Will 2017 rules make Formula 1 boring?

Formula 1's 2017 aerodynamic revolution is set to bring higher cornering speeds and faster lap times, but there could be a downside to creating F1's fastest ever cars

Will 2017 rules make Formula 1 boring?

Red Bull's chief technical officer Adrian Newey is "enjoying racing again", according to team principal Christian Horner, following a period of stagnant aero regulations that made the design genius turn his focus to other projects.

But Toro Rosso team principal Franz Tost doubts the combination of new aero and bigger tyres will have a positive effect.

"I am not 100% convinced this is the correct way," he told Autosport.

"We will have very high speeds in the corners, and people don't see the speeds in the corners.

"I believe it will become more complicated to overtake.

"These cars have a lot of downforce and wider tyres, which means it's difficult to follow in the corners and even more difficult to outbrake someone because you can brake much later."

One of the biggest keys to what we can expect for next season lies in the tyres.

Pirelli is in the early stages of its 24-day test programme that will conclude in Abu Dhabi on November 29, by the end of which it hopes it will be close to finalising its constructions and compounds for 2017.

Upon its arrival into F1 in 2011 Pirelli was charged with the task of developing a degrading tyre that would encourage more pitstops.

For 2017 it has been asked - primarily by the drivers - to take a step towards the past by making a more durable tyre.

This will be achieved by reducing the thermal sensitivity of the tyre to ensure "they are not as peaky", according to Pirelli motorsport director Paul Hembery.

There will still be a certain level of degradation, but it is a balancing act in trying to produce a tyre that does not overheat and allows drivers to push to the limit they desire while ensuring at least two pitstops per race still.

During Bridgestone's final year in 2010, the Japanese firm's bulletproof compounds made marathon stints such as the 53-lap run on hard tyres achieved by Sauber's Kamui Kobayashi in Valencia relatively common.

Warning of the potential danger to the spectacle, Hembery told Autosport: "It's a slight risk in certain grands prix.

"We're still trying to achieve a two-stop race, but you can only create a stop when there's a need to, and that comes through performance loss, degradation, or through wear.

"With less degradation you would clearly be less motivated to change the tyre as it's still going to be performing.

"But the other objective is to make something better for the drivers to drive on so they won't overheat the tyres if they push too hard, that they could be more aggressive with overtaking."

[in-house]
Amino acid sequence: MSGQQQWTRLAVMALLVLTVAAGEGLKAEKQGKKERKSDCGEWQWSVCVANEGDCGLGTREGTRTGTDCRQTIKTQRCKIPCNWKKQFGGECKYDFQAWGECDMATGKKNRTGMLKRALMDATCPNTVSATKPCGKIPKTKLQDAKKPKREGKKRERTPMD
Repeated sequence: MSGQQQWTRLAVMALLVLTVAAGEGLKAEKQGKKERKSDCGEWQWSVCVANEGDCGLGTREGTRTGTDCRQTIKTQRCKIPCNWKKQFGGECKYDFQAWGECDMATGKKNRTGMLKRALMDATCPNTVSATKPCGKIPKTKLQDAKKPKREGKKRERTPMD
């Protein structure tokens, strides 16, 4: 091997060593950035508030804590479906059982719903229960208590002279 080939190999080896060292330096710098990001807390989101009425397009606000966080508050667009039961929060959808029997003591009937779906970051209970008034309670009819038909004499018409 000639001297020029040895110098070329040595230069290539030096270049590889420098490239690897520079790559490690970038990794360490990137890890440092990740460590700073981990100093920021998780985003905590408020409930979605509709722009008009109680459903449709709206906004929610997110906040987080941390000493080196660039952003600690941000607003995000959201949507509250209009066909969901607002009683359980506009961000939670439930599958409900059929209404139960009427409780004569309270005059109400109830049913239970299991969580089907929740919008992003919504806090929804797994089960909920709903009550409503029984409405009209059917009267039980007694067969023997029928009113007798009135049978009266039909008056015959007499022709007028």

It is anticipated the new design of car will increase the drag along the straights, and with it negate some time, albeit for it to be recouped - and more - in the corners.

But if a driver can hang on to what is expected to be phenomenal grip into a corner, can brake that much later because they will be "driving on rails" in that corner, according to Hembery, the chances of executing a successful overtake are likely to be limited.

"When you speak to people up and down the pitlane there's a difference of opinion, from some who say 'Of course it will' [improve overtaking], to drivers who say 'Absolutely not'," said Hembery.

"There isn't a unanimous opinion of what it's going to do."

Hembery feels it was "the right time to make a big change to the tyre", given it has been "frozen in development" over the past three years to allow the teams to focus on the engine regulations.

But with a less degradable tyre, the likelihood of fewer pitstops and the potential ability to overtake into a corner being reduced, there is a risk the changes could make F1 more boring.

Hembery added: "That's what I said.

"There is this difference of opinion when you talk to people, whether it would actually generate more overtaking because you can push harder, and you can take more aggressive overtaking manoeuvres into braking zones.

"It also depends on what the effects of following a car are.

"We've heard from many people that one of the other issues of today is the disturbance of airflow.

"If you're following somebody it disturbs your aero package and it reduces a little bit of performance there.

"So before we write anything off let's try it. A lot of minds have gone into coming up with these regulations."

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